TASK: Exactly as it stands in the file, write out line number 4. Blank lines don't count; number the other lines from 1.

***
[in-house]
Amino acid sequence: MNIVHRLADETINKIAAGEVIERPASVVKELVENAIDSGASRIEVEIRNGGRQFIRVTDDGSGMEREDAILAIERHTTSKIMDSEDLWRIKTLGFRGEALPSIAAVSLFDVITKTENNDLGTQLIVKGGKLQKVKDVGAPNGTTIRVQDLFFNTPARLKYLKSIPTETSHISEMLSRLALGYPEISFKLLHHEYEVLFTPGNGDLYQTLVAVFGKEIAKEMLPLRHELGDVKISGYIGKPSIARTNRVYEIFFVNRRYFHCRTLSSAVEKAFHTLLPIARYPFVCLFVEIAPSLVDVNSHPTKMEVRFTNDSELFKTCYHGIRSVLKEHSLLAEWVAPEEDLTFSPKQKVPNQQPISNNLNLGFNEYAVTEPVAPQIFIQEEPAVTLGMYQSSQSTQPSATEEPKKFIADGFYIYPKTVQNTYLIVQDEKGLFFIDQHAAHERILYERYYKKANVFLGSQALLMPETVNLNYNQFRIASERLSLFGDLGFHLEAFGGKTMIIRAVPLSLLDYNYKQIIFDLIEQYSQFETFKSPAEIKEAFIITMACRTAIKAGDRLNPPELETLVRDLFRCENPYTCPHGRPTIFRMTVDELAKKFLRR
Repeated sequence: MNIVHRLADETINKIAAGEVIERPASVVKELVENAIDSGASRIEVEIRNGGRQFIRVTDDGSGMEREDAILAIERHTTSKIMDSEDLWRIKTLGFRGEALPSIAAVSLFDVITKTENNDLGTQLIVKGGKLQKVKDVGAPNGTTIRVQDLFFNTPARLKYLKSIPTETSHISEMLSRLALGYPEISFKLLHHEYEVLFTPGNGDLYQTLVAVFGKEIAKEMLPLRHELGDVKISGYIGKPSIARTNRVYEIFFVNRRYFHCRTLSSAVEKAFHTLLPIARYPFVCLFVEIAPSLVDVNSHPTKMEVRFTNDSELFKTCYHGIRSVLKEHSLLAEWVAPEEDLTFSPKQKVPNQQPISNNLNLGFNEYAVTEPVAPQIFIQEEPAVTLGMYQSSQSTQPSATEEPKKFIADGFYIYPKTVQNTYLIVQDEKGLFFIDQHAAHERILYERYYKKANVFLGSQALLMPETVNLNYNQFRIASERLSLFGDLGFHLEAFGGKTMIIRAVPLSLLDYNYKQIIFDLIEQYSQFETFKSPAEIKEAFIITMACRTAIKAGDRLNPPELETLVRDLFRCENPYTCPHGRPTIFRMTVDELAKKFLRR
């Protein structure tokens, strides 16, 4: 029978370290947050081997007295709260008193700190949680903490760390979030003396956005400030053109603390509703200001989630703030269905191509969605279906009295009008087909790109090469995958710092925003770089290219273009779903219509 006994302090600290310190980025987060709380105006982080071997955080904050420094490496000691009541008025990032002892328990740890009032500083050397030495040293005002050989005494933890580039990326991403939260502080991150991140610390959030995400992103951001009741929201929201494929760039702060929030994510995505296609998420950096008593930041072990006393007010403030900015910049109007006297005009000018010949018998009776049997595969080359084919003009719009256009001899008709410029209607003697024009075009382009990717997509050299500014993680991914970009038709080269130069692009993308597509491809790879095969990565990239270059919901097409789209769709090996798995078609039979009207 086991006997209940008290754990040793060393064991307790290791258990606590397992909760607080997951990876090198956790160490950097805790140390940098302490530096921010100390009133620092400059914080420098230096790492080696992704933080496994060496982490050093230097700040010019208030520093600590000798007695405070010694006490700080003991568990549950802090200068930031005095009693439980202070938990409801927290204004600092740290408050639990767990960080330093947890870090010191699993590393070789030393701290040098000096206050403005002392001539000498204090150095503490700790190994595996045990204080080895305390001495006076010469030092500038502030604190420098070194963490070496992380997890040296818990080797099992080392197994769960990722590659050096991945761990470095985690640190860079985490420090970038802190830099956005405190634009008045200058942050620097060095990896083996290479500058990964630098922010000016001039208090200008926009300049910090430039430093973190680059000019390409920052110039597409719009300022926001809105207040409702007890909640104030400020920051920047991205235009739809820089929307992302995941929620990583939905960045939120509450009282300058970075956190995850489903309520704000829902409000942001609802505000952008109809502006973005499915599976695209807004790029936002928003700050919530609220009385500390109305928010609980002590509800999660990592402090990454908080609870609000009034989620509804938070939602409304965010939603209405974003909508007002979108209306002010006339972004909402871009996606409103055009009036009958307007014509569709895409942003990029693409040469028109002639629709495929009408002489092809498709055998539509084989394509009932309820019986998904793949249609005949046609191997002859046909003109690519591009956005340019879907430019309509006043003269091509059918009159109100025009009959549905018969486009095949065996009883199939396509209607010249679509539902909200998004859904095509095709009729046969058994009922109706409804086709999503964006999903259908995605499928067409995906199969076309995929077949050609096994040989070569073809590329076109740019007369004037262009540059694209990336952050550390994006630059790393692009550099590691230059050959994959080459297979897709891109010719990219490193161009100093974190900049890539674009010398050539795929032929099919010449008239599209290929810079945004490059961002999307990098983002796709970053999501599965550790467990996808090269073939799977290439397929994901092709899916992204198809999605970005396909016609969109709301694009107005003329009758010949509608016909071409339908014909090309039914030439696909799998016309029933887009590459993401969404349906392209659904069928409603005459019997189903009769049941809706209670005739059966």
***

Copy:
């Protein structure tokens, strides 16, 4: 029978370290947050081997007295709260008193700190949680903490760390979030003396956005400030053109603390509703200001989630703030269905191509969605279906009295009008087909790109090469995958710092925003770089290219273009779903219509 006994302090600290310190980025987060709380105006982080071997955080904050420094490496000691009541008025990032002892328990740890009032500083050397030495040293005002050989005494933890580039990326991403939260502080991150991140610390959030995400992103951001009741929201929201494929760039702060929030994510995505296609998420950096008593930041072990006393007010403030900015910049109007006297005009000018010949018998009776049997595969080359084919003009719009256009001899008709410029209607003697024009075009382009990717997509050299500014993680991914970009038709080269130069692009993308597509491809790879095969990565990239270059919901097409789209769709090996798995078609039979009207 086991006997209940008290754990040793060393064991307790290791258990606590397992909760607080997951990876090198956790160490950097805790140390940098302490530096921010100390009133620092400059914080420098230096790492080696992704933080496994060496982490050093230097700040010019208030520093600590000798007695405070010694006490700080003991568990549950802090200068930031005095009693439980202070938990409801927290204004600092740290408050639990767990960080330093947890870090010191699993590393070789030393701290040098000096206050403005002392001539000498204090150095503490700790190994595996045990204080080895305390001495006076010469030092500038502030604190420098070194963490070496992380997890040296818990080797099992080392197994769960990722590659050096991945761990470095985690640190860079985490420090970038802190830099956005405190634009008045200058942050620097060095990896083996290479500058990964630098922010000016001039208090200008926009300049910090430039430093973190680059000019390409920052110039597409719009300022926001809105207040409702007890909640104030400020920051920047991205235009739809820089929307992302995941929620990583939905960045939120509450009282300058970075956190995850489903309520704000829902409000942001609802505000952008109809502006973005499915599976695209807004790029936002928003700050919530609220009385500390109305928010609980002590509800999660990592402090990454908080609870609000009034989620509804938070939602409304965010939603209405974003909508007002979108209306002010006339972004909402871009996606409103055009009036009958307007014509569709895409942003990029693409040469028109002639629709495929009408002489092809498709055998539509084989394509009932309820019986998904793949249609005949046609191997002859046909003109690519591009956005340019879907430019309509006043003269091509059918009159109100025009009959549905018969486009095949065996009883199939396509209607010249679509539902909200998004859904095509095709009729046969058994009922109706409804086709999503964006999903259908995605499928067409995906199969076309995929077949050609096994040989070569073809590329076109740019007369004037262009540059694209990336952050550390994006630059790393692009550099590691230059050959994959080459297979897709891109010719990219490193161009100093974190900049890539674009010398050539795929032929099919010449008239599209290929810079945004490059961002999307990098983002796709970053999501599965550790467990996808090269073939799977290439397929994901092709899916992204198809999605970005396909016609969109709301694009107005003329009758010949509608016909071409339908014909090309039914030439696909799998016309029933887009590459993401969404349906392209659904069928409603005459019997189903009769049941809706209670005739059966």